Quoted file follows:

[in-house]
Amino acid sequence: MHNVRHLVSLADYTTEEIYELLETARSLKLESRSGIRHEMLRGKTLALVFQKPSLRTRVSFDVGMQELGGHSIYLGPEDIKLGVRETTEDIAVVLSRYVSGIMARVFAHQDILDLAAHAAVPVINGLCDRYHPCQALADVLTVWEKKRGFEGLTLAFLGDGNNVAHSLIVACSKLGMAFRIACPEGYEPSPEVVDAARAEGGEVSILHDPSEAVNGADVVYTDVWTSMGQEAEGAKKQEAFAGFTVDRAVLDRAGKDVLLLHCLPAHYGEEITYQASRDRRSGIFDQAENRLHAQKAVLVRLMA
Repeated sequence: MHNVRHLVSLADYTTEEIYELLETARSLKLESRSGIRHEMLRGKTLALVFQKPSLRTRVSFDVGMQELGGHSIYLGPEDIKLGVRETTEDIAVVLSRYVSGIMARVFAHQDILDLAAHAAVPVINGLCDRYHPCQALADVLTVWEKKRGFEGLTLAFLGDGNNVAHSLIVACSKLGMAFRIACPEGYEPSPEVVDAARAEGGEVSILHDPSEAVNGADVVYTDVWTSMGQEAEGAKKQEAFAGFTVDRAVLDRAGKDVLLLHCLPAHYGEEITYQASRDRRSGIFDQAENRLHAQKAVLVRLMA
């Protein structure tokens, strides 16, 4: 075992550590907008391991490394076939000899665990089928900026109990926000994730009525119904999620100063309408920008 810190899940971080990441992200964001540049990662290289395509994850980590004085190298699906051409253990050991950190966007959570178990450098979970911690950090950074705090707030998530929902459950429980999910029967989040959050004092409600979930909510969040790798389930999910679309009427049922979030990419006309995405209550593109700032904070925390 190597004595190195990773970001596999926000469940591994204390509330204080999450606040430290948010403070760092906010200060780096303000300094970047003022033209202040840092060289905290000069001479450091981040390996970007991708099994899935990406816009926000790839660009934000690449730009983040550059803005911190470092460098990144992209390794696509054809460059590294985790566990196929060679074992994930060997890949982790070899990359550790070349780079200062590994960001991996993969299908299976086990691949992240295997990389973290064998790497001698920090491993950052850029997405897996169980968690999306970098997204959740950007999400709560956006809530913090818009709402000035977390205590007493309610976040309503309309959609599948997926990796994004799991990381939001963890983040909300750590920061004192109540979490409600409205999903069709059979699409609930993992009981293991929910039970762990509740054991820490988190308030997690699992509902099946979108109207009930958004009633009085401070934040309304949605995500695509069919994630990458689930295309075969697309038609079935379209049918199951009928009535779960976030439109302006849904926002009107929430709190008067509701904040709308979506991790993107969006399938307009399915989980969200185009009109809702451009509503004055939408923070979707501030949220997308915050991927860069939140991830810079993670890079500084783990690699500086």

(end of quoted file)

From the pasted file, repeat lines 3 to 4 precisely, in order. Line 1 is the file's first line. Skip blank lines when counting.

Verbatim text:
Repeated sequence: MHNVRHLVSLADYTTEEIYELLETARSLKLESRSGIRHEMLRGKTLALVFQKPSLRTRVSFDVGMQELGGHSIYLGPEDIKLGVRETTEDIAVVLSRYVSGIMARVFAHQDILDLAAHAAVPVINGLCDRYHPCQALADVLTVWEKKRGFEGLTLAFLGDGNNVAHSLIVACSKLGMAFRIACPEGYEPSPEVVDAARAEGGEVSILHDPSEAVNGADVVYTDVWTSMGQEAEGAKKQEAFAGFTVDRAVLDRAGKDVLLLHCLPAHYGEEITYQASRDRRSGIFDQAENRLHAQKAVLVRLMA
């Protein structure tokens, strides 16, 4: 075992550590907008391991490394076939000899665990089928900026109990926000994730009525119904999620100063309408920008 810190899940971080990441992200964001540049990662290289395509994850980590004085190298699906051409253990050991950190966007959570178990450098979970911690950090950074705090707030998530929902459950429980999910029967989040959050004092409600979930909510969040790798389930999910679309009427049922979030990419006309995405209550593109700032904070925390 190597004595190195990773970001596999926000469940591994204390509330204080999450606040430290948010403070760092906010200060780096303000300094970047003022033209202040840092060289905290000069001479450091981040390996970007991708099994899935990406816009926000790839660009934000690449730009983040550059803005911190470092460098990144992209390794696509054809460059590294985790566990196929060679074992994930060997890949982790070899990359550790070349780079200062590994960001991996993969299908299976086990691949992240295997990389973290064998790497001698920090491993950052850029997405897996169980968690999306970098997204959740950007999400709560956006809530913090818009709402000035977390205590007493309610976040309503309309959609599948997926990796994004799991990381939001963890983040909300750590920061004192109540979490409600409205999903069709059979699409609930993992009981293991929910039970762990509740054991820490988190308030997690699992509902099946979108109207009930958004009633009085401070934040309304949605995500695509069919994630990458689930295309075969697309038609079935379209049918199951009928009535779960976030439109302006849904926002009107929430709190008067509701904040709308979506991790993107969006399938307009399915989980969200185009009109809702451009509503004055939408923070979707501030949220997308915050991927860069939140991830810079993670890079500084783990690699500086």